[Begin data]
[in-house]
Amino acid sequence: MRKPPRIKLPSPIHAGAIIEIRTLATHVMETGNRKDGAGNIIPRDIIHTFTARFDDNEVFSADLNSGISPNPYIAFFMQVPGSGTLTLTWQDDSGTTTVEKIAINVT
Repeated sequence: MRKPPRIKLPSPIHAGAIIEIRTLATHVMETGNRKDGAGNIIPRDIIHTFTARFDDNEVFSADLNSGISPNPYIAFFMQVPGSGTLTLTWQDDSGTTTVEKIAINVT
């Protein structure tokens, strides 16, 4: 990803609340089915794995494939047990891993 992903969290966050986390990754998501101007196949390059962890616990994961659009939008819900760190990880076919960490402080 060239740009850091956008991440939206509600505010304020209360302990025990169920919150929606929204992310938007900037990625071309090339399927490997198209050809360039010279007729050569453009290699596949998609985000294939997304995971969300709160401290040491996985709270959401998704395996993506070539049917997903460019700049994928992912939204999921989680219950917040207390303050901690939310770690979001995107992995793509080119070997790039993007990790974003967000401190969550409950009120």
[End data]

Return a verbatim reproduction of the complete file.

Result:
[in-house]
Amino acid sequence: MRKPPRIKLPSPIHAGAIIEIRTLATHVMETGNRKDGAGNIIPRDIIHTFTARFDDNEVFSADLNSGISPNPYIAFFMQVPGSGTLTLTWQDDSGTTTVEKIAINVT
Repeated sequence: MRKPPRIKLPSPIHAGAIIEIRTLATHVMETGNRKDGAGNIIPRDIIHTFTARFDDNEVFSADLNSGISPNPYIAFFMQVPGSGTLTLTWQDDSGTTTVEKIAINVT
């Protein structure tokens, strides 16, 4: 990803609340089915794995494939047990891993 992903969290966050986390990754998501101007196949390059962890616990994961659009939008819900760190990880076919960490402080 060239740009850091956008991440939206509600505010304020209360302990025990169920919150929606929204992310938007900037990625071309090339399927490997198209050809360039010279007729050569453009290699596949998609985000294939997304995971969300709160401290040491996985709270959401998704395996993506070539049917997903460019700049994928992912939204999921989680219950917040207390303050901690939310770690979001995107992995793509080119070997790039993007990790974003967000401190969550409950009120």